I realize all the temptations. You are incredibly generous and it would save so much of their time and effort if they could only skip to this level. Agreed. This is so exciting that it will super-charge their performance. Agreed. This is the newest, bestest, ultimate way to do some move. Agreed. But on the other side it probably requires the kind of experiences you had to go through to arrive at the same conclusions you now see. You can’t pull a shrub to grow faster into a tree and you can’t force evolution. Pace and patience.

3. Teach ingenuity. In Chinese this is termed “Jiao.” Strategy, cleverness, ingenuity. It only takes one more second to say things like, “Of course you have to vary this to fit the situation.” Or “What if your opponent were coming from another angle?” Get them thinking and involved. What I said was teach them ingenuity. Don’t let them just guess. The small change here, the alteration there: try to lead them to their own creativity but don’t just let any dribble stand for poetry. The answer has to be somewhere near the ball park. The more flexible the student’s mind the easier learning will become and that leads us directly to…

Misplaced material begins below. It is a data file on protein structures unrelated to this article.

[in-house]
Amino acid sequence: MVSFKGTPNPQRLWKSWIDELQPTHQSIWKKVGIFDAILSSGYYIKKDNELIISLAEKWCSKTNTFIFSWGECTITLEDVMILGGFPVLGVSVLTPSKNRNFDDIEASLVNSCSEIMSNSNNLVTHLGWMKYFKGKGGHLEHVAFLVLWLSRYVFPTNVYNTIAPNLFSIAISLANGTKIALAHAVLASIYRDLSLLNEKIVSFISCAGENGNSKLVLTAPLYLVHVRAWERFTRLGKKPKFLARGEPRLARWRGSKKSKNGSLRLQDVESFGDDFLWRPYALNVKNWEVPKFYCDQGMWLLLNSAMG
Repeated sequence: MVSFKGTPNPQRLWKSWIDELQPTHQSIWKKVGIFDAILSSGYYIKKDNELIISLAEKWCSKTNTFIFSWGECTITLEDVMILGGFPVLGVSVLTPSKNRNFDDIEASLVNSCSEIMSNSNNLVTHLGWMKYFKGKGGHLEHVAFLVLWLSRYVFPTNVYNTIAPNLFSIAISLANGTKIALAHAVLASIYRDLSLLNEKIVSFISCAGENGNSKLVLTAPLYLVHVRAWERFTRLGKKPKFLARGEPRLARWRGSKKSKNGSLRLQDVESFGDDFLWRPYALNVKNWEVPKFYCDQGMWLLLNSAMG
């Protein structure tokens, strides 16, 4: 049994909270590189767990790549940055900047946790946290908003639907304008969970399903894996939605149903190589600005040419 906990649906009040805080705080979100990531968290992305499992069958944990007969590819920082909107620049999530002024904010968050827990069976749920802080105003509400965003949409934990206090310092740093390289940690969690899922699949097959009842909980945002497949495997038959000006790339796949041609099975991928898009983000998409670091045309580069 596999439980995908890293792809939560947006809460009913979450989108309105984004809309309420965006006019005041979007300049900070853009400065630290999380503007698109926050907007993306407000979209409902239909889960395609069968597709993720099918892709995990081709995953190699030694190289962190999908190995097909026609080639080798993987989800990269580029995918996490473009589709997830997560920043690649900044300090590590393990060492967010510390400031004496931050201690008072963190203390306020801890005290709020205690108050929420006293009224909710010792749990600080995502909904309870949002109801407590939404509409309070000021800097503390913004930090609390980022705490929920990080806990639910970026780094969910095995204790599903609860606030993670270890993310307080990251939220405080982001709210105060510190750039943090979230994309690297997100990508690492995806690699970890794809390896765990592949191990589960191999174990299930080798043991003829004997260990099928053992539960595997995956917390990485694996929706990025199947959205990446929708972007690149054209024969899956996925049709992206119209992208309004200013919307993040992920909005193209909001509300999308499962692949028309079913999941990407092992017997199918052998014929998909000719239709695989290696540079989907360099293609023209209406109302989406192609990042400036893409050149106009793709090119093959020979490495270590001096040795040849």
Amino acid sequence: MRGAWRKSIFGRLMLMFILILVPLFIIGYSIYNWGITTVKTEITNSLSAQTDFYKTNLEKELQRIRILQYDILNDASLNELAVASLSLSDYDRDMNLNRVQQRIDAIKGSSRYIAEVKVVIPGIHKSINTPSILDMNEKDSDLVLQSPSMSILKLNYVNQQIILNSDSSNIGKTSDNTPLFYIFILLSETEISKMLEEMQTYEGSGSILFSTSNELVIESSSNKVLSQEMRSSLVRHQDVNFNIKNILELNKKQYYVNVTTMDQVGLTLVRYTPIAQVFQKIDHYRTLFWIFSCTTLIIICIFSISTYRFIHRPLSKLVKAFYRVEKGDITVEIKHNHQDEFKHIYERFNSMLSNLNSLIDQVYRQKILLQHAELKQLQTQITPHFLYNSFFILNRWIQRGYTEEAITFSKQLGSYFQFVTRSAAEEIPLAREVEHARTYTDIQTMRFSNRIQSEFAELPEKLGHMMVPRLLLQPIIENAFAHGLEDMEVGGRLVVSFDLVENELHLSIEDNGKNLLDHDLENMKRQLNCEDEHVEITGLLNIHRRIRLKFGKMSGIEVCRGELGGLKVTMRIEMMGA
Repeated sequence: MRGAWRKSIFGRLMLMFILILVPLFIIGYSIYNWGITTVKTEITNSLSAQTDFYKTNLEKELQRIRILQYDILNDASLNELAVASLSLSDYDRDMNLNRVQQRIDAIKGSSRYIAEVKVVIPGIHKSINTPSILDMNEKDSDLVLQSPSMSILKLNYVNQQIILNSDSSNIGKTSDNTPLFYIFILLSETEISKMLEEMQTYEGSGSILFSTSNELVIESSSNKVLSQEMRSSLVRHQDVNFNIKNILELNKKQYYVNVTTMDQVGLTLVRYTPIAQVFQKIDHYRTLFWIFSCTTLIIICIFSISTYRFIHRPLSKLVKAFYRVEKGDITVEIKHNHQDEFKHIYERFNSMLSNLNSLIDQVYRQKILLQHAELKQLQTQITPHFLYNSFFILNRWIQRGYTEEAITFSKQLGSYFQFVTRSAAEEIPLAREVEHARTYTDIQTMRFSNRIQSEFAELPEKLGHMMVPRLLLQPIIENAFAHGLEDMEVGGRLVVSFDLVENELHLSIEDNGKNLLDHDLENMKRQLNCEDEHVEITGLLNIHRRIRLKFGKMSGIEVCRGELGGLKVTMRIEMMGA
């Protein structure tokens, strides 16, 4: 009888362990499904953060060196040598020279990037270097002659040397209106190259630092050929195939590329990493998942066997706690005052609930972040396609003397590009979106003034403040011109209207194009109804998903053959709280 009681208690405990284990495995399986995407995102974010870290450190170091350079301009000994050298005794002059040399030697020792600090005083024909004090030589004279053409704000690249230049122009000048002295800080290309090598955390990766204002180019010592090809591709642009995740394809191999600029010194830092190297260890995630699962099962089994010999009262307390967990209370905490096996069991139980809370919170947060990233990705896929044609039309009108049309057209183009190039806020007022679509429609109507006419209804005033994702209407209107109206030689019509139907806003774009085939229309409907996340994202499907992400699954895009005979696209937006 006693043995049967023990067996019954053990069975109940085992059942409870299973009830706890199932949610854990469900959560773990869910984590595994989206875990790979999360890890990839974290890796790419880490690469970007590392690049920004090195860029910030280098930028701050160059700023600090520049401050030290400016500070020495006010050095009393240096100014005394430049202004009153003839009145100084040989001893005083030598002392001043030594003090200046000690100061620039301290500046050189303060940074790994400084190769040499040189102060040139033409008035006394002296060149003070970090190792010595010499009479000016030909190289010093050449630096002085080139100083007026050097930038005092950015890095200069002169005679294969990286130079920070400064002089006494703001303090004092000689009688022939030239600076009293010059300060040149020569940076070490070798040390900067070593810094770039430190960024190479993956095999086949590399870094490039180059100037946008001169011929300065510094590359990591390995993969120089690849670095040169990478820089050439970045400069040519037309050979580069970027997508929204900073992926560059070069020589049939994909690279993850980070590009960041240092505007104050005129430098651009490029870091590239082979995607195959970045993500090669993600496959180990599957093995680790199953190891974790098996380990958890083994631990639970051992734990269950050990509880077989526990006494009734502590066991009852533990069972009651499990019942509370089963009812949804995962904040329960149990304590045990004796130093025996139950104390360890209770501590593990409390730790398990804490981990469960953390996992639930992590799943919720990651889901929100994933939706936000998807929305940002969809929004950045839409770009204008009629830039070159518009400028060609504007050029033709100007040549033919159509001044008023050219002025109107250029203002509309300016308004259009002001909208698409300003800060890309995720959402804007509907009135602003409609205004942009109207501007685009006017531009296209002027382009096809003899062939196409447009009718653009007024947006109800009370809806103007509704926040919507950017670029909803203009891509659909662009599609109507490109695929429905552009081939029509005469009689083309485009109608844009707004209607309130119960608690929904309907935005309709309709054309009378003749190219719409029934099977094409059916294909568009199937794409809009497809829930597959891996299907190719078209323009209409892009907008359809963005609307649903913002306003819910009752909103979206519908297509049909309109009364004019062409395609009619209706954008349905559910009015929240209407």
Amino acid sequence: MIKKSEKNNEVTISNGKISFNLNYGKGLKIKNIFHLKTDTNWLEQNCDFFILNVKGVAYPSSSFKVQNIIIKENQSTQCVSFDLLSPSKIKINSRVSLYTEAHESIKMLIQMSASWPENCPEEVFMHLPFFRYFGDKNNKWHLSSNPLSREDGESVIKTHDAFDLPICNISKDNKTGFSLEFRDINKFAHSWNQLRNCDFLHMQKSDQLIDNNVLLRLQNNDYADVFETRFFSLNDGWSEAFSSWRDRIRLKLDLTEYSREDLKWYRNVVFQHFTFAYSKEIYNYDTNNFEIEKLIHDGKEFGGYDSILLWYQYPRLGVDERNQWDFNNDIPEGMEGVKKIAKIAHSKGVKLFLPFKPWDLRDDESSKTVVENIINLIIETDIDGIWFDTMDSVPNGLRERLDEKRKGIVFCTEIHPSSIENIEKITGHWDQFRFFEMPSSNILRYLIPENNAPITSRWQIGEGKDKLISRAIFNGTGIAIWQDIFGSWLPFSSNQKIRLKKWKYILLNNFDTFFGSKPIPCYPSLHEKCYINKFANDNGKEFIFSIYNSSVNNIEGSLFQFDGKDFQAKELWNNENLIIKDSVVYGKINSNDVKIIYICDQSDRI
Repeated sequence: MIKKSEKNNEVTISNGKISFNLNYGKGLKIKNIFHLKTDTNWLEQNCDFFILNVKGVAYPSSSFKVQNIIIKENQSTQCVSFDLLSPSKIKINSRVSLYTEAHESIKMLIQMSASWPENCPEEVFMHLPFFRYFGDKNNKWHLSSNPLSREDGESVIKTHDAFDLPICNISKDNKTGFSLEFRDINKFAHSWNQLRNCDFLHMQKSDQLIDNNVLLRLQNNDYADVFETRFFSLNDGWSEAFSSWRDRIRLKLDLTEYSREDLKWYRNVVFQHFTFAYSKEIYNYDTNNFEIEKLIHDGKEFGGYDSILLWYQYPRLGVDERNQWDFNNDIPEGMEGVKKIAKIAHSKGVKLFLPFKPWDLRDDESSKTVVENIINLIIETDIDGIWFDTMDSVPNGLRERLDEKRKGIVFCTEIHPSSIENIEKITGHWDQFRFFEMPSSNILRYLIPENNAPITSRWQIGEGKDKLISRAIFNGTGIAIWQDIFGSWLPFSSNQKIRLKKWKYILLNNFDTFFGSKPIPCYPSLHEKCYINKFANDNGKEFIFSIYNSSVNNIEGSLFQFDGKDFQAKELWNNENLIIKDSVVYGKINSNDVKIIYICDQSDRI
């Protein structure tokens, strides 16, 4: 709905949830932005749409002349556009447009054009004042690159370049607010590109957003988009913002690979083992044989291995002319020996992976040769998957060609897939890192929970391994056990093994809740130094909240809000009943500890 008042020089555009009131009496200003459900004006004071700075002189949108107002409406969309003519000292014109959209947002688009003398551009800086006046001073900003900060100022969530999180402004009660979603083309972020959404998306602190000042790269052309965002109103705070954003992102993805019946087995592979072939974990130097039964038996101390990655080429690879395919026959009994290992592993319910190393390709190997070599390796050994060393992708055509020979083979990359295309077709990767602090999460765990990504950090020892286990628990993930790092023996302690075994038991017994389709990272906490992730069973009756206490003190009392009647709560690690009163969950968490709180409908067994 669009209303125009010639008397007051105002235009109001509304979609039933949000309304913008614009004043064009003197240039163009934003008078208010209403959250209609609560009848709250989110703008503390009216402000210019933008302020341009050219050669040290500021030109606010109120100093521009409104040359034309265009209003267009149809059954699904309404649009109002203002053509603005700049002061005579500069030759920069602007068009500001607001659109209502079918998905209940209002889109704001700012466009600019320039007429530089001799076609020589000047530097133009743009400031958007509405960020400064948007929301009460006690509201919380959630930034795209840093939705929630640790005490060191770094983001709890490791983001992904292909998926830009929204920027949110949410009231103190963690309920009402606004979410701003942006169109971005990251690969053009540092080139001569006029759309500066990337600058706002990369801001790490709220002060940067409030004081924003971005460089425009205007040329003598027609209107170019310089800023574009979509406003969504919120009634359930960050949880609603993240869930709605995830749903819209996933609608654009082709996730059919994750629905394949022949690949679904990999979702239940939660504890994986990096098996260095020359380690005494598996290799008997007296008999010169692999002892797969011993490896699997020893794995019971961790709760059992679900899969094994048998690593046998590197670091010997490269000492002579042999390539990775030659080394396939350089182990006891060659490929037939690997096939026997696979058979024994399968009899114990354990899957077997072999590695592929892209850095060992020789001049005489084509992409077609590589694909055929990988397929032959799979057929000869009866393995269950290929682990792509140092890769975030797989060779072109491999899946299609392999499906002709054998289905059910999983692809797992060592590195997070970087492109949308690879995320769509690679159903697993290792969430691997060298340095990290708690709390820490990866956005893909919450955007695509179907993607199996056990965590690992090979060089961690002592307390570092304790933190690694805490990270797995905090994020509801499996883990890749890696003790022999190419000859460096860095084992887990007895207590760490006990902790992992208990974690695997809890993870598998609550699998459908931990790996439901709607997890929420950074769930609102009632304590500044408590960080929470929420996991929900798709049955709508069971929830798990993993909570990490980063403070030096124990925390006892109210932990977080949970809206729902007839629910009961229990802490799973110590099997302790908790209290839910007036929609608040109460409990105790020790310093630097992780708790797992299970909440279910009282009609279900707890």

4. Don’t believe them. That’s for their own good. Some of the things not to believe are… “I’m a such and such learner.” So many people come into the studio with bad educational experiences. In their efforts to understand why these experiences had been so bad, everyone latches onto “explanations” about their limitations. “I’m a visual learner. I’m an oral learner. I learn by tracing things only with my tongue.” Bunk. Plain and simple. That doesn’t mean people don’t have propensities but learning a martial art is mostly about learning how to learn. Yes, I know, the Cargo Cult of science says some people are right-brained, left-brained, haptic, attention disordered, hyper active, and – yawn – on and on. The irony is that people accept this gross categorization where they would chaff and rebel at every other form of stereotyping. Each and every one of us has had some brick wall of learning were we stopped, we backed up, we bumped our noses against our limitations. That’s fine. But that doesn’t mean those limitations are in born and absolutely irrevocable. How silly. Based on what science? The pathetic psychometrics of understaffed probabilistically insignificant studies in grade schools? The difference is that the student if, God forfend, ever needs to use their skills they don’t get to pick which method to learn valuable information. One of the skills of the warrior is to absorb information regardless of the method of presentation. The job of the teacher is to dissolve the self limitation of the personality. Other good examples of times for scepticism are: They know why they are studying martial arts. (No, they don’t but how could they without being professionals to begin. The point is that exploration is fun and they will, inevitably, change their reasons for studying.) They only want to learn this or that. (Fine, the amount of negotiation is up to you. But, let me caution you, too many concessions early on and you will never be the teacher – only the valet.) They can or can’t do this or that. (Let’s see. Again, self limitation is the opponent more than anything else.)